It is another feature of the present invention to digitally process the voltage outputs provided by the tilt sensor.

In accordance with a preferred embodiment, a decelerometer for use in a vehicle is provided, comprising: exciting source means for supplying electrical energy; sensor means responsive to the electrical energy for measuring a rate of acceleration and a rate of deceleration of the sensing means in a first direction and in an opposing second direction, wherein said sensing means provides first and second voltage outputs related to a degree of tilt from a level position; and processing means for processing the first and second voltage outputs in order to verify movement of the vehicle.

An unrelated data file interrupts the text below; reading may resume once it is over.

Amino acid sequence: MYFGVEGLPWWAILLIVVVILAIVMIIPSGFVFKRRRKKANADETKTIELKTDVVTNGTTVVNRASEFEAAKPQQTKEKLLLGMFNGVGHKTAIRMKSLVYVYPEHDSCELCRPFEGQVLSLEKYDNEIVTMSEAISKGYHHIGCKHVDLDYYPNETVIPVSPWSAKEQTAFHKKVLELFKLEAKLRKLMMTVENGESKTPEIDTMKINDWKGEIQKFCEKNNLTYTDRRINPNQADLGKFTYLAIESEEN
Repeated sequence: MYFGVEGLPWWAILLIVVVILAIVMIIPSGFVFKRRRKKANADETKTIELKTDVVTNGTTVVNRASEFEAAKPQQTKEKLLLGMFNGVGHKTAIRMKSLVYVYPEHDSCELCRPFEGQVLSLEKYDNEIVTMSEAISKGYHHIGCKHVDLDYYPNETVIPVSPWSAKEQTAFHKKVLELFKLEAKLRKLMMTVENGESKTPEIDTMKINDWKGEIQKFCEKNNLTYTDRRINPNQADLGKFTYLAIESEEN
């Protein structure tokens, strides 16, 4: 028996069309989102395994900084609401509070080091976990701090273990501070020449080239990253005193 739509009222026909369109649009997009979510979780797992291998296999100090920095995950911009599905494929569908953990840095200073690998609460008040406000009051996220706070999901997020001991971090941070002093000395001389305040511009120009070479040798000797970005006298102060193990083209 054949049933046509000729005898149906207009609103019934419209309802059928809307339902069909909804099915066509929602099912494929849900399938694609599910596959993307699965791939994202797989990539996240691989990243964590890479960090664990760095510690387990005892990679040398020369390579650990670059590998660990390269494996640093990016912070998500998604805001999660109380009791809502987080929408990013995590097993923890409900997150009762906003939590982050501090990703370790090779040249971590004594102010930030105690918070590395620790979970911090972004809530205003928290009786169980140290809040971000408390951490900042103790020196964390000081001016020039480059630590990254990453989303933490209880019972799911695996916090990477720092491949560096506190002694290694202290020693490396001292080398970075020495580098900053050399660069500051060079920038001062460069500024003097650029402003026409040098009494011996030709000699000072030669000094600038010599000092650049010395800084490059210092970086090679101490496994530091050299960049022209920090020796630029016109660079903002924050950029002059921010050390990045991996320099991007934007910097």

Another preferred embodiment of the present invention utilizes a tilt sensor that behaves in similar fashion to a potentiometer, wherein the resistance between a center contact and end contacts of the tilt sensor varies as the sensor is tilted relative to a level position, such as when the tilt sensor experiences inertial acceleration or deceleration. The wiper contact in the center of the tilt sensor is connected to ground so that the voltage at the ends of the sensor rise and fall in response to the tilt angle. As the tilt angle increases, the voltage at one end of the sensor increases while the voltage at the other end decreases. As such, the sensor functions as a dual directional device, and provides both acceleration and deceleration signals. The acceleration and deceleration signals from the tilt sensor are digitally processed for interpretation by an electrically connected processing unit which verifies movement of the vehicle and provides output signals to control the safe movement of the vehicle. In addition, the processing unit coordinates cycle checks and other software checks which are necessary to maintain the vitality of the decelerometer, wherein a brake application is applied to slow or stop the vehicle in the event a component failure is detected by the processing unit.